HANOI, May 24 (Xinhua) -- Vietnam is ranked among 15 countries globally with the largest numbers of adult male smokers mainly due to easy access to cigarettes and the prevalence of e-cigarettes, the Vietnam News newspaper reported on Wednesday.
Current smoking among Vietnamese men has declined to 42.3 percent from 45.3 percent in 2015. But the male smoking rate remained below the target of 39 percent set out in the National Strategy on Tobacco Control, said Luong Ngoc Khue, head of the Health Ministry's Department of Medical Service Administration.
Vietnam has managed to reduce the number of smokers by 0.8 percent in 2022 from 2015, thus preventing 280,000 premature deaths from diseases related to tobacco use, and saving about 1.277 trillion Vietnamese dong (54.4 million U.S. dollars) each year between 2015 and 2020, according to the World Health Organization (WHO).
But Vietnam is still ranked third among Southeast Asian countries with the highest smoking rates, only after Indonesia and the Philippines, according to the Health Ministry.
Health officials cited low cost as a major reason behind smoking, saying that Vietnam's tobacco tax is among the lowest in Southeast Asia, only higher than Cambodia, Laos and Myanmar.
The Vietnamese government is considering an increase in excise rates on tobacco products to boost cigarette prices in efforts to reduce the public consumption of cigarettes.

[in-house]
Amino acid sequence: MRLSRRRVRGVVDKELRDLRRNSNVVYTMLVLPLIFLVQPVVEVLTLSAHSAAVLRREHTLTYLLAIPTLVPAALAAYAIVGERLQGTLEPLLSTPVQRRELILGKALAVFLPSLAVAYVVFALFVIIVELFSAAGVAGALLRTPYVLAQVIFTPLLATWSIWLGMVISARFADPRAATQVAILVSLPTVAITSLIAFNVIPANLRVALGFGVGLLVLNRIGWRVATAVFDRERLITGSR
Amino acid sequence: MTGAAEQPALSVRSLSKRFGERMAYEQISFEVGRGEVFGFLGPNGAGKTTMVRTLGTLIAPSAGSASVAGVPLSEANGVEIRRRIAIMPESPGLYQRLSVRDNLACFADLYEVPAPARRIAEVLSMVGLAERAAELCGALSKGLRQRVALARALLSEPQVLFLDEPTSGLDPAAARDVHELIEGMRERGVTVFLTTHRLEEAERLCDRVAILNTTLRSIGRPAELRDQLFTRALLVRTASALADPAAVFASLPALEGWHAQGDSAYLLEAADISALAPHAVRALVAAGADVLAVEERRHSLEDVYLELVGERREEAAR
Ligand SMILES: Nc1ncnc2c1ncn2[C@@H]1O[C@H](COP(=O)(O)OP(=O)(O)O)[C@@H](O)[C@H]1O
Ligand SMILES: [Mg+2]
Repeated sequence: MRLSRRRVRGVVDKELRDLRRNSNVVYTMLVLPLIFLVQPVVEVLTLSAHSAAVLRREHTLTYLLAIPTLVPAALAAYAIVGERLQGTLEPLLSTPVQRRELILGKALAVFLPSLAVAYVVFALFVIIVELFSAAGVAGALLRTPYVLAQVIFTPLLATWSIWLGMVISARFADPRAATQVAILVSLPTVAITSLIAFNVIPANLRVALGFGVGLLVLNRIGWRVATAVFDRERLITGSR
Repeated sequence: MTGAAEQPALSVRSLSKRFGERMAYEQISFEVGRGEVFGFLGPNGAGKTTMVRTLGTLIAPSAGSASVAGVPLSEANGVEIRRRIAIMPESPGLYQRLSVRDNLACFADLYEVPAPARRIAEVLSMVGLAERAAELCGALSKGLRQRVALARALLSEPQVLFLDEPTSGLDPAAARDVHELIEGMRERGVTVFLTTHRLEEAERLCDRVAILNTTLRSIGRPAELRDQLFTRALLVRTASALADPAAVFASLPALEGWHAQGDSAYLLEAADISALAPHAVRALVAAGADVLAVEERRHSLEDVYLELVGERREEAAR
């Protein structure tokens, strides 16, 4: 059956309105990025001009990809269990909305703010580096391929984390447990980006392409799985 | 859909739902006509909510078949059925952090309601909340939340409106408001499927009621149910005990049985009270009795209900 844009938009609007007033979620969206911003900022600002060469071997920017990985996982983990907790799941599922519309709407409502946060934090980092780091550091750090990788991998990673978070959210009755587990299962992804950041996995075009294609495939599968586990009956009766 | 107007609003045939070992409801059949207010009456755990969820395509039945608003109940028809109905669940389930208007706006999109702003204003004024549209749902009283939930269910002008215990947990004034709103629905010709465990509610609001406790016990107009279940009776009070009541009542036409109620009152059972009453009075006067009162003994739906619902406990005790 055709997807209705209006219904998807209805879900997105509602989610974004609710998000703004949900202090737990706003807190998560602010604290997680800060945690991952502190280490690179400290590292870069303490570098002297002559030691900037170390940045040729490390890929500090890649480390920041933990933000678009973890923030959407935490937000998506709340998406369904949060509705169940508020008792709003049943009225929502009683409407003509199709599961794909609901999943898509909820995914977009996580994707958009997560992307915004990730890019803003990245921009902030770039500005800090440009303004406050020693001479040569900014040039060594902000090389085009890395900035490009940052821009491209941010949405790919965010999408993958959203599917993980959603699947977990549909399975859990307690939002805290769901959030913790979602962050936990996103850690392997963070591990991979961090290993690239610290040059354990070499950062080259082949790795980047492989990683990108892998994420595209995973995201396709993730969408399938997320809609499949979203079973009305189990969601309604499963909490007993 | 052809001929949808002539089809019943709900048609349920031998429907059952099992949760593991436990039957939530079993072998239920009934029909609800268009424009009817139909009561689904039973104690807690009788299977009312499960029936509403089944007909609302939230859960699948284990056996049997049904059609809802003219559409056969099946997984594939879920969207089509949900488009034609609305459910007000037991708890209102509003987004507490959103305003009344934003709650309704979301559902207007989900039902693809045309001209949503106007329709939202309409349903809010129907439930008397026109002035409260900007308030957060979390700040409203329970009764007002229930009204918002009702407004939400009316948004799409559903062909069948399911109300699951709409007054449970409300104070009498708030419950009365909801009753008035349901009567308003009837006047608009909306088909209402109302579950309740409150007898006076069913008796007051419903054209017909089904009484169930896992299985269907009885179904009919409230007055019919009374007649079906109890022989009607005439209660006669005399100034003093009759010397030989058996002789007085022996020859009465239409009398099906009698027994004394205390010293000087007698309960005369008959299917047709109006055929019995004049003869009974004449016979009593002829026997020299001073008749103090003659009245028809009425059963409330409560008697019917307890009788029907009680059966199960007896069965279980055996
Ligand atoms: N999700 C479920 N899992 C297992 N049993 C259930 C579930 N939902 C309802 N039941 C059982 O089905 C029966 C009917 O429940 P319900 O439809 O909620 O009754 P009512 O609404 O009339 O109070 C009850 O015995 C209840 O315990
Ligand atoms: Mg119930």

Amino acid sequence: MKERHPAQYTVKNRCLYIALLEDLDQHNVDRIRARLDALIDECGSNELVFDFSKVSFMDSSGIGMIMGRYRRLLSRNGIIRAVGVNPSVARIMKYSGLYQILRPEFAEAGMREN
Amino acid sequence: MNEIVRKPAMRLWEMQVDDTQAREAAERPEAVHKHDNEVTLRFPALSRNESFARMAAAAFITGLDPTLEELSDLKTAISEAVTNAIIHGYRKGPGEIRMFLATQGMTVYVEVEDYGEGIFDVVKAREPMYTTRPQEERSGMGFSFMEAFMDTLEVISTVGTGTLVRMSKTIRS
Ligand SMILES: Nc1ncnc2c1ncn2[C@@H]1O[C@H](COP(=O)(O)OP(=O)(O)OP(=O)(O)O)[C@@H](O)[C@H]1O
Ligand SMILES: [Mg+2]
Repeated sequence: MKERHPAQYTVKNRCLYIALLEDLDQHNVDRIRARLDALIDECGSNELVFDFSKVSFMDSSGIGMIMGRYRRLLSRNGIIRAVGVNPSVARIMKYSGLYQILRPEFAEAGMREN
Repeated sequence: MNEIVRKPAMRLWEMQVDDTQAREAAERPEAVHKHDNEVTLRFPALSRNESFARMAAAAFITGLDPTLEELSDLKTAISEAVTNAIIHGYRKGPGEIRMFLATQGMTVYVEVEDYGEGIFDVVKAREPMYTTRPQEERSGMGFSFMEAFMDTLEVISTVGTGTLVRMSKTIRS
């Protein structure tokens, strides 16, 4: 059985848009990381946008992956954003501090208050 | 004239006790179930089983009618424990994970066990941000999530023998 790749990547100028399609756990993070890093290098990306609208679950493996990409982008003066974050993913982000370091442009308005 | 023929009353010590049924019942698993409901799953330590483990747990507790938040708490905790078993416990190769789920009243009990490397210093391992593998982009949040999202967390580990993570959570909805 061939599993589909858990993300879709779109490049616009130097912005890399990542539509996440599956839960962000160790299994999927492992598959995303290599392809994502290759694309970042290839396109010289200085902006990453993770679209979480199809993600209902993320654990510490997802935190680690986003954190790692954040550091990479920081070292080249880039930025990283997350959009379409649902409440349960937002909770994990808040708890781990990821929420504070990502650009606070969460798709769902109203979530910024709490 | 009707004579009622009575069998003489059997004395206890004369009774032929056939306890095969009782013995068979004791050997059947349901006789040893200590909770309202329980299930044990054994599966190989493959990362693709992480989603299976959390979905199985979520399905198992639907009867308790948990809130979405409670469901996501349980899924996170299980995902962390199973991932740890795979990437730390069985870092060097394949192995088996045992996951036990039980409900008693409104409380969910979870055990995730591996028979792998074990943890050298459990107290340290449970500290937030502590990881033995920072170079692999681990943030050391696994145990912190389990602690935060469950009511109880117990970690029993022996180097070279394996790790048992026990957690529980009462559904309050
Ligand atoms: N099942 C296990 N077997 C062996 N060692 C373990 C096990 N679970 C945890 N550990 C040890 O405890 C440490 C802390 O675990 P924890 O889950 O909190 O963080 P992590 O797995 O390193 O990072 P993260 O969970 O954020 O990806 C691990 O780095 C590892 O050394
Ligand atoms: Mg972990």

Cigarette tax rate in Vietnam is 35.6 percent of retail prices compared to the world average of 56 percent and the WHO recommendation of 70 percent.
WHO Representative Angela Pratt suggested that higher taxes should be the quickest and most efficient solution to the problem.
Vietnam is now faced with additional challenges in its fight against smoking as the prevalence of e-cigarette use among Vietnamese teens has increased in recent years. Among teens aged 13 to 15, 3.5 percent were reported to use e-cigarettes last year, up from 2.6 percent in 2019, according to a report by the Health Ministry and the Ministry of Education and Training.
The authorities have also reported about 7 in 100 people aged between 15 and 24 use e-cigarettes.
Besides, nearly 34.5 million non-smokers are exposed to second-hand smoking at home, as well as in public areas like restaurants, cafes/bars, hospitals, schools and workplaces, said the WHO, estimating about 40,000 people in Vietnam die each year from smoking-related diseases.
Nguyen Thi An, head of the Vietnam office of HealthBridge Canada, underlined tobacco harms to public health, especially children.
She pointed out that the total treatment costs and expenses from the loss of working capacity due to illnesses and premature deaths from 5 out of the 25 groups of diseases caused by smoking was 24 trillion Vietnamese dong (1 billion U.S. dollars), and meanwhile Vietnamese people spend nearly 49 trillion Vietnamese dong (2 billion dollars) annually on tobacco.
Smoking households spend significantly less income in education and healthcare, she added.
The expert suggested Vietnamese authorities strengthen the enforcement of tobacco-related laws, step up inspection and examination to strictly deal with violations in tobacco use, advertising, promotion, sponsorship, and trading, and raise the special consumption tax on tobacco.
The Vietnamese government should also impose a ban on all new-generation tobacco products including e-cigarettes while promoting public awareness of tobacco harm and protecting children against second-hand smoking, according to her.